3. Hey, listen to me. I’m you when you are 60. There were no 401k’s in my twenties. They just hadn’t happened or hadn’t happened at my company. No IRA’s either and the few pensions were being cashed out. I got $2200 for mine after seven years with the company. So you aren’t at all behind me at this point. But at thirty our company decided to offer a 401k. I jumped in with a vengeance and over the next thirty years I put in consistently. And when I slightly early retired at 60 that little 401k had seven figures in it! I never felt the money going into it because I never saw it in my paycheck unless I studied the stub. Oh, wait, that was back in the day when actual paychecks existed. I’m sorry, old guys do that anachronism thing a lot. But my point was I became a millionaire without actually feeling any pain at all, it just happened automatically. So do it, do it, do it. And if you choose the gig economy and can’t do a 401k there are plenty of Roth and simple and small business IRA equivalents that do the same thing. And of course because you are crazy smart, I know, I read your stuff, you will. All that stuff about the 401k myth. It certainly wasn’t a myth for me. You’ll have eight figures when you are my age I bet.

    1. For some reason it literally gave me chills to read about you jumping on that 401k with a vengeance! Thanks for the encouragement– we need all we can get!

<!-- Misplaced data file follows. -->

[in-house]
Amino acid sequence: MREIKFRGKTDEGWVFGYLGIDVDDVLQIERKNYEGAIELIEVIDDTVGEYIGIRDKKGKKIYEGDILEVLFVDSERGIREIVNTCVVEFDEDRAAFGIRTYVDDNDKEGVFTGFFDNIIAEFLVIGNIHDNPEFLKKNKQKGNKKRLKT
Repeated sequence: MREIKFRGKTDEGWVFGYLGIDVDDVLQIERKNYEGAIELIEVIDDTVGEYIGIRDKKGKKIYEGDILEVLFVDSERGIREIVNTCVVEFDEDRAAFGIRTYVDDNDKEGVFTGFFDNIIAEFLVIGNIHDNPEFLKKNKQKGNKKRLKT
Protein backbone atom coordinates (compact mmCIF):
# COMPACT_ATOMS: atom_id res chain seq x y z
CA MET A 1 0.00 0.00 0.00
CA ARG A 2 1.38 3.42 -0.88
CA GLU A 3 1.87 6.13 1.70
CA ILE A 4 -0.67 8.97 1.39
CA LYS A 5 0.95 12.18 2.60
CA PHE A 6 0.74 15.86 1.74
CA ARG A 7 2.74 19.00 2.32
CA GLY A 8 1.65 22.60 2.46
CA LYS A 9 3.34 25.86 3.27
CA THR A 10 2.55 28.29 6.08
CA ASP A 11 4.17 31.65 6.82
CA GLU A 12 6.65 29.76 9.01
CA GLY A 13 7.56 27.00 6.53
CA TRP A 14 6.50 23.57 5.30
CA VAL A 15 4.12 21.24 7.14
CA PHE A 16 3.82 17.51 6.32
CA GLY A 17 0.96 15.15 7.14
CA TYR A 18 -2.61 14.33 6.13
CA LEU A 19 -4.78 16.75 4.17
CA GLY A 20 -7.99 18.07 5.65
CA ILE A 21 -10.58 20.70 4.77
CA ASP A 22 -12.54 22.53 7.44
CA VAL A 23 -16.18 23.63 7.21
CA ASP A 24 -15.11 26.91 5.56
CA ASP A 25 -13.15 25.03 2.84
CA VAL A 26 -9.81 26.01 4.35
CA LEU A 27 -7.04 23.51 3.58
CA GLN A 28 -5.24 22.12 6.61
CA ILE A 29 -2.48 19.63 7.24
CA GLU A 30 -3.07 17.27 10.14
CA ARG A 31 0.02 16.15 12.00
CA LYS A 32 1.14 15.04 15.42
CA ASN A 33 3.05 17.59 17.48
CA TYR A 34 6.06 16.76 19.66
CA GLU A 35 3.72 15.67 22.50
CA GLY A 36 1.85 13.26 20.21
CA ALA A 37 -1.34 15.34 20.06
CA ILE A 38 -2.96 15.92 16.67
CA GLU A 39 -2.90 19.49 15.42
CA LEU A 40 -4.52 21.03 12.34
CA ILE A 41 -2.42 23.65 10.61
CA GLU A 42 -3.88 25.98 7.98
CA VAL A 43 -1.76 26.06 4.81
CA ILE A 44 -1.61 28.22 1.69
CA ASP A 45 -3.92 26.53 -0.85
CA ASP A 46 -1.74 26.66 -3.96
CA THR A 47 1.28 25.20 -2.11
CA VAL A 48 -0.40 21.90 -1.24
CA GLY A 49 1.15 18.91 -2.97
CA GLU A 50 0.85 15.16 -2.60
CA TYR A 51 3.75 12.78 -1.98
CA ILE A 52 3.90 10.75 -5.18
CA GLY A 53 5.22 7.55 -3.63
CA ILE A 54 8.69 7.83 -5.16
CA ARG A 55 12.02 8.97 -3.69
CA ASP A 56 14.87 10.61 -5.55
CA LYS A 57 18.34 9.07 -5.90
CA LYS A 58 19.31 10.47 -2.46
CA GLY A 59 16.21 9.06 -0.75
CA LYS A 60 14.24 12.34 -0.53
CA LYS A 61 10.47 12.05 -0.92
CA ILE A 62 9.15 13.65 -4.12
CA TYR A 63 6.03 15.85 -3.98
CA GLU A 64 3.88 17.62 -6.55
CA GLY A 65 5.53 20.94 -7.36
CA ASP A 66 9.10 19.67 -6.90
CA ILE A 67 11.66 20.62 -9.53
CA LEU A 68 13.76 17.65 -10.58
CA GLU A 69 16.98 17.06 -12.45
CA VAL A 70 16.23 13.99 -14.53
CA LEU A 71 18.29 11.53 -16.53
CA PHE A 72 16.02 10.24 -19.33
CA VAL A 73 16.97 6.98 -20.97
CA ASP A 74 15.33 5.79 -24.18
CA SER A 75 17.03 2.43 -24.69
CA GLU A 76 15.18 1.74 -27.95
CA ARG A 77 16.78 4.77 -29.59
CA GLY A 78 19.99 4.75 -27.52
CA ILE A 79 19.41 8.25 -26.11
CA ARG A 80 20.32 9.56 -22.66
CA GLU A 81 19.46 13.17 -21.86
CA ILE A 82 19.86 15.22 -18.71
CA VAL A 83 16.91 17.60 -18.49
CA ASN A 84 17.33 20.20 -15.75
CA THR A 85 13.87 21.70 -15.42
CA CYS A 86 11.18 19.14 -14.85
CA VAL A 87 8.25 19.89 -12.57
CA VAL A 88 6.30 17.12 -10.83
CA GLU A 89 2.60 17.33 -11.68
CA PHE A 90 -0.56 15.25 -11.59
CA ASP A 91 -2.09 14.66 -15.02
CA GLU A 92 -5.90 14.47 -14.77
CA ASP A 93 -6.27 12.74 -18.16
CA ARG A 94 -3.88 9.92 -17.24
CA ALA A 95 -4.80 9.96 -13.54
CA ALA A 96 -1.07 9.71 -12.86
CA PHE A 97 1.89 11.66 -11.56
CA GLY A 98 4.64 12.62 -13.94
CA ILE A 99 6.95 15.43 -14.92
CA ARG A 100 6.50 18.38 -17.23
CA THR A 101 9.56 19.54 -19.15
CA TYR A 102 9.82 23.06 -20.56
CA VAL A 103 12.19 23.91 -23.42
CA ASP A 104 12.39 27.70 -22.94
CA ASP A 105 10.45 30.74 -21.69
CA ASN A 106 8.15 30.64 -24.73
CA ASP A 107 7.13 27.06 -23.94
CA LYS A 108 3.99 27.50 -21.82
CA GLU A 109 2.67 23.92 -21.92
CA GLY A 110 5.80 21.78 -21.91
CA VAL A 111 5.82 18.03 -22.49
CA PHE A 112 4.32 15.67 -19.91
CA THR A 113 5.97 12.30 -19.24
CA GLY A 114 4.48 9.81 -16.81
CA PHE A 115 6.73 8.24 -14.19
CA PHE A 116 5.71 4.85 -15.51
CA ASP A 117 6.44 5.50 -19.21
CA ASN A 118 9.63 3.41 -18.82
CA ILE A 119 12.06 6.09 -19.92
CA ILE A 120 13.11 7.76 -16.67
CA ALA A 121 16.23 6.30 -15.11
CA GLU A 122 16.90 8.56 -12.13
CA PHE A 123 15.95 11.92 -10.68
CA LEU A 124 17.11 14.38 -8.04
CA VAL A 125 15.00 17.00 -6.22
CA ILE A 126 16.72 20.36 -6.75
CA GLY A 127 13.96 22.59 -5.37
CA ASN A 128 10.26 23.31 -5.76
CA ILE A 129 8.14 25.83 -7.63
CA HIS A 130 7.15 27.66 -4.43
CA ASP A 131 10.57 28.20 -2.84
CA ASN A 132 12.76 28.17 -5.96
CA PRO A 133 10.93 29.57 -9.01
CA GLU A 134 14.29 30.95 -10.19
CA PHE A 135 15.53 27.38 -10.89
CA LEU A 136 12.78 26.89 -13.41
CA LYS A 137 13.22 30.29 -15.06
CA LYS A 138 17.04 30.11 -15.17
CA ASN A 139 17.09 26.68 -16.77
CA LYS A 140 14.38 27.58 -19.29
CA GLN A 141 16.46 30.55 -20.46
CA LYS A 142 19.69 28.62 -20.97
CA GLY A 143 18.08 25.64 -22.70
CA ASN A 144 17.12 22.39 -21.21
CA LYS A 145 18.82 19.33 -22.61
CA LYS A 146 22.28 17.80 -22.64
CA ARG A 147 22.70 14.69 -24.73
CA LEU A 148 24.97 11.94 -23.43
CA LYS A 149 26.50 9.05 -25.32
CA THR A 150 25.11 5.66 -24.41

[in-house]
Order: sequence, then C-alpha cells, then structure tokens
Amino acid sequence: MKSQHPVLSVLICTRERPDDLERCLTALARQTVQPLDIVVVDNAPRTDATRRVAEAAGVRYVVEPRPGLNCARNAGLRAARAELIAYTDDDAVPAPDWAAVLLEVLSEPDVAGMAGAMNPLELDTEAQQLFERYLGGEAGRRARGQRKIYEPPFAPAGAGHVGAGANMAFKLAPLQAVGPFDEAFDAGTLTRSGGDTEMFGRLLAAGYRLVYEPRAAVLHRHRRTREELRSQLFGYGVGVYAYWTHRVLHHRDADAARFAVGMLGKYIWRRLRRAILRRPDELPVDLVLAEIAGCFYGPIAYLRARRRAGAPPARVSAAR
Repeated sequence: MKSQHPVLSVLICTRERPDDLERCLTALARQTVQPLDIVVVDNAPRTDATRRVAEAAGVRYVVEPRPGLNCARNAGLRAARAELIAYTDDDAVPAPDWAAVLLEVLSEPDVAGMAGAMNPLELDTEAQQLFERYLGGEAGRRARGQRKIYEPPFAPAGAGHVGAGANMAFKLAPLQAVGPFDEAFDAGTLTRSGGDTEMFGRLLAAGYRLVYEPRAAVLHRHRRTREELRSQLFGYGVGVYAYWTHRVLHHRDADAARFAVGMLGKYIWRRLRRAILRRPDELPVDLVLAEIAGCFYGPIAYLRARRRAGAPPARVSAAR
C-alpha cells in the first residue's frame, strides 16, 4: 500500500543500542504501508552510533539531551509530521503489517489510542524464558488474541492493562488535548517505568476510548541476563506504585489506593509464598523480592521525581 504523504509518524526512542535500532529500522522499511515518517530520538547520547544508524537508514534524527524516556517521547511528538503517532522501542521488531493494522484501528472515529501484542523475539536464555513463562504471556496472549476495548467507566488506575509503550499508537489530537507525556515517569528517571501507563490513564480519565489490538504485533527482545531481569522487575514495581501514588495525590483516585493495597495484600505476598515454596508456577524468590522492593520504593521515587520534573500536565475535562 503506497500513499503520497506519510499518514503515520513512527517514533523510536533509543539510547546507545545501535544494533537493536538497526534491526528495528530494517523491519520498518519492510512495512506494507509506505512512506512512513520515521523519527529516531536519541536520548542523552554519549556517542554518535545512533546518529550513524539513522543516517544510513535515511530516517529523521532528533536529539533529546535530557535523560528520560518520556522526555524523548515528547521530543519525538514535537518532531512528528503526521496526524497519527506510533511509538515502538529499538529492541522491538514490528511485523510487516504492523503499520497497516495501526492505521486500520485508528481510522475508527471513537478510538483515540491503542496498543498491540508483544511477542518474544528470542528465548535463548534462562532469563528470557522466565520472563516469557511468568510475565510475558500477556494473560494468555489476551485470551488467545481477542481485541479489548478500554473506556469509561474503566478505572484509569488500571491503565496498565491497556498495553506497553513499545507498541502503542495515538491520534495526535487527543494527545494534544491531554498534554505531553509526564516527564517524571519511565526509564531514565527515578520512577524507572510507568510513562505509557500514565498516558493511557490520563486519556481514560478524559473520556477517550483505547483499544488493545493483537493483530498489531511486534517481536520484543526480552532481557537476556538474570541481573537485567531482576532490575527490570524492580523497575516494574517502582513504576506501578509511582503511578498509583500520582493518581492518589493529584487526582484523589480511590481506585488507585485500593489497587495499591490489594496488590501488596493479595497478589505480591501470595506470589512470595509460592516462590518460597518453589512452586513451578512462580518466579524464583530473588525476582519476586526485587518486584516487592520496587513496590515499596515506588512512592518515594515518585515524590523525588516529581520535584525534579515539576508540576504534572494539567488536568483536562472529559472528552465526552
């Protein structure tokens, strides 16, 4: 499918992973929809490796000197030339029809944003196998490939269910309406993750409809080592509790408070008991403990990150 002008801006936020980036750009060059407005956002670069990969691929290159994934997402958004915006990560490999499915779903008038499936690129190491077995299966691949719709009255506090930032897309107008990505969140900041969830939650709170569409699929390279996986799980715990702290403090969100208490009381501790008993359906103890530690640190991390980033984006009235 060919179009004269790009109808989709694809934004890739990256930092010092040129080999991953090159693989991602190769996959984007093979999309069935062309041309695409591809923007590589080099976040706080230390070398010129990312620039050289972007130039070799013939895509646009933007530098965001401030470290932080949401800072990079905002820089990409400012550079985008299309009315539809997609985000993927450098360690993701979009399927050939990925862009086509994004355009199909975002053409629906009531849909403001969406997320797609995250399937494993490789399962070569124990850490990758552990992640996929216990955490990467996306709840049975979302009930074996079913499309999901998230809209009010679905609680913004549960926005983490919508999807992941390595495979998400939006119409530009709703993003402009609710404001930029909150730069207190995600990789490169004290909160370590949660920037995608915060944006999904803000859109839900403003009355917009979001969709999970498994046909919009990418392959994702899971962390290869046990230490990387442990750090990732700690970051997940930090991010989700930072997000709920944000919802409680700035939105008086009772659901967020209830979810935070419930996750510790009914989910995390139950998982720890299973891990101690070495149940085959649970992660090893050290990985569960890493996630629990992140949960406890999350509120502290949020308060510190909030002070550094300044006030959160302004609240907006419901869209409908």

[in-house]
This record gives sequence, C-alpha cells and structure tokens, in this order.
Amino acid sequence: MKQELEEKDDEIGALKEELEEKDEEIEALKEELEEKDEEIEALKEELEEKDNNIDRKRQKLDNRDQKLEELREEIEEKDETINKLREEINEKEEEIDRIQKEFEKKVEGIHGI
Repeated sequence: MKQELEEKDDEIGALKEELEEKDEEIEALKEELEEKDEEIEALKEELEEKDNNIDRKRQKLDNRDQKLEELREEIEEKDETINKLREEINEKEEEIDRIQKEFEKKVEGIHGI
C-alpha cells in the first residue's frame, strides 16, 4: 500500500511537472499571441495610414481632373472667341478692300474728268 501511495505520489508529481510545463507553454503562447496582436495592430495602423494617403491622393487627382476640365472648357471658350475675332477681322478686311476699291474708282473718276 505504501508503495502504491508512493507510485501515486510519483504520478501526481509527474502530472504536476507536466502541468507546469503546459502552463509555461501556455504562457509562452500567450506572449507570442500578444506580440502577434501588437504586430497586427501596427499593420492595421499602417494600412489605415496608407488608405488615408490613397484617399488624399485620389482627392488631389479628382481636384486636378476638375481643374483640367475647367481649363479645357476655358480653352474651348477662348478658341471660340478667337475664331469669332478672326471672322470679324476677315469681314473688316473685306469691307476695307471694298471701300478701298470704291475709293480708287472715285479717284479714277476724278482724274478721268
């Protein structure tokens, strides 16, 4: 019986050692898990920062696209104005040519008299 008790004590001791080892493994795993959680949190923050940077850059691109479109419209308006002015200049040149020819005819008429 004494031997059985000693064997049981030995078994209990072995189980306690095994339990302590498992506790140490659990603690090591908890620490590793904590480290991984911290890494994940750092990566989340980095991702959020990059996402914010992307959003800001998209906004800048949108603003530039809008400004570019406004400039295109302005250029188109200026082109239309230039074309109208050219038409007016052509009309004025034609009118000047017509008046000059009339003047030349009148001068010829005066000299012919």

4. Happy Birthday!

    I want to share what my parents did for me relating to college. They paid me $500 a month ( I graduated long ago!). It was about half of my tution, books, housing, etc.

    I was sooooo mad and did understand why they just didn’t pay my tuition bills and let me work for the rest. It would have worked out to be around the same amount.

    I am so thankful they didn’t. I had to learn to save and plan for the tution bill that rolled around twice a year. It learned taught me to be responsible with my money but didn’t give me a free ride to college.

    1. Thank you Brenda! And I love your parents’ idea! That sounds like a good happy medium. Thanks for sharing!

  5. Your number 17 needs to be number one. Without an adequate emergency fund you will never get out of debt. Stuff always breaks or needs to be replaced at exactly the wrong time. A credit card is seldom the way to fund it. Secondly, saving for retirement is far more important that paying for a kid’s college. The kid can get a loan. You’ll never get a loan for retirement.